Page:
Brian Easton on what politics in NZ is really about

In his column just posted, Brian Easton argues what I have long thought; that politics as we know it in NZ is largely a zero-sum game. He says that:

“Although the rhetoric of economic debate is about accelerating economic growth, the reality of politics is mainly about redistributing income.”

He gives a couple of examples. Assuming an economic gain of $50m from privatising ACC (ignoring PricewaterhouseCoopers, who say no gain), and Merrill Lynch gains $200m as they think, then the rest of us would be $150m worse off. But Merrill Lynch and the recipients of their donations are happy.

Likewise Rogernomics/Ruthanasia set NZ back 15% compared to the rest of the world in lost growth, but the top-bracket tax payers were still better off. Who could blame them for wanting more of the same?

He cites a recent Ministry of Social Development report which finds that the real incomes of the wealthy rose in most years between 1984 and 2007, but that those for the bottom deciles rose hardly at all. There’s a neat little graph in the report that shows how the deciles did in terms of real income over the period 1988-2007:

Note that this is despite the bottom 5 deciles doing much better than the top five under Labour-led governments of the last nine years. For example, Real equivalised household incomes (BHC): changes for top of deciles 1-9, 2004 to 2007:

Easton concludes, “In New Zealand, the economic rhetoric in elections is about improving the economy; the economic dog whistles are about what is in it for the voters.” It’s hard to disagree.



4 Responses to “Brian Easton on what politics in NZ is really about”

  1. AndrewE Says:

    Are you trying to argue that the reforms of the 90s were unneccesary?

    Looking through the report it appears to me that though the top income earners are getting more pie, the pie is bigger so everyone is better off.

    Relative inequality may have increased but overall everyone is better off. Without some of those difficult decisions being made we may have a ‘fairer’ or more equal distribution but everyone would possibly end up with a lot less pie.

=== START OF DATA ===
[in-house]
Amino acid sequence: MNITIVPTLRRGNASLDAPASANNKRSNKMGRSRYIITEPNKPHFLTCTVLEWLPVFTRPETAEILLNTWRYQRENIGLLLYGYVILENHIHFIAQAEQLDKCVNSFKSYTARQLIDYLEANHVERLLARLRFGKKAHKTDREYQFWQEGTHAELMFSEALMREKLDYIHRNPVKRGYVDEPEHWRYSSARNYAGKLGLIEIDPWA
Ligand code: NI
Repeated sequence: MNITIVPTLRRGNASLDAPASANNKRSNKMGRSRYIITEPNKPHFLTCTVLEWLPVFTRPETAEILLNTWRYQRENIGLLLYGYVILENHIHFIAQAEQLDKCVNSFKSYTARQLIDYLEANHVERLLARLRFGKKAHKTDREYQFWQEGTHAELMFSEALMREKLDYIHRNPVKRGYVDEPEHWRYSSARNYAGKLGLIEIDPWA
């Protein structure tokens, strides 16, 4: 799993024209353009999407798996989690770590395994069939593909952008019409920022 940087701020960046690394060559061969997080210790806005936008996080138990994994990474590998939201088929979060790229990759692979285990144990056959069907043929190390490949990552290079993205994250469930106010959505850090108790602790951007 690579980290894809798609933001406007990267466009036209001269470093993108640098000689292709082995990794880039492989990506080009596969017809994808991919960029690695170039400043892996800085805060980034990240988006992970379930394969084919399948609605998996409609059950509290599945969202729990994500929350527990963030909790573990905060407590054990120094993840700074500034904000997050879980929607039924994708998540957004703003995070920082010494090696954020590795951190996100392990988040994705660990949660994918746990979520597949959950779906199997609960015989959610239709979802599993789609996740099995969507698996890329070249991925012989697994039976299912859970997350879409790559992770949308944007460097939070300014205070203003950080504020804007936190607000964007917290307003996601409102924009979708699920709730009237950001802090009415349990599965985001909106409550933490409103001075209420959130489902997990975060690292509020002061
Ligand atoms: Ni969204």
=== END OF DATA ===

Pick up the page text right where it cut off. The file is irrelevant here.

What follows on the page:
2. macdoctor01 Says:

    Easton is confusing electioneering, which is indeed about who gets what, and economic policy which should be about creating new wealth but is often still about who gets what in Labour governments.

  3. roger nome Says:

    “it appears to me that though the top income earners are getting more pie, the pie is bigger so everyone is better off.”

    Andrew: The chart shows no increase at all in the income of people in the lowest decile. This reflects the fact that there has been
    no (inflation adjusted) increase at all in wages for the 500,000 people working in part-time, casual jobs . It also reflects the impact of the 1991 benefit cuts.

    The pie has gotten bigger, but that hasn’t translated into a higher standard of living for the bottom 10% of income earners, and it’s only meant a very small increase in living standards for most people. Corporates, business owners and professionals are the only ones who have really benefited from the increasing “size of the pie”.

  4. roger nome Says:

    “Are you trying to argue that the reforms of the 90s were unneccesary?”

    Don’t think many people argue that no reforms were necessary. We did however implement the most radically rightwing reforms of any OECD country during the 1980s and 1990s, and as a result income inequality grew faster than it did in any OECD country.

    Australia during the 1980s and early 1990s offers an example of a sensible, moderate reform program. Labour markets were liberalised, without destroying the labour movement, the minimum wages was continually increased and state owned assets weren’t sold to profiteering natural monopolies/duopolies as they were in NZ. In other words, reform was grounded in reality instead of being pulled from a chicago econ 101 textbook.

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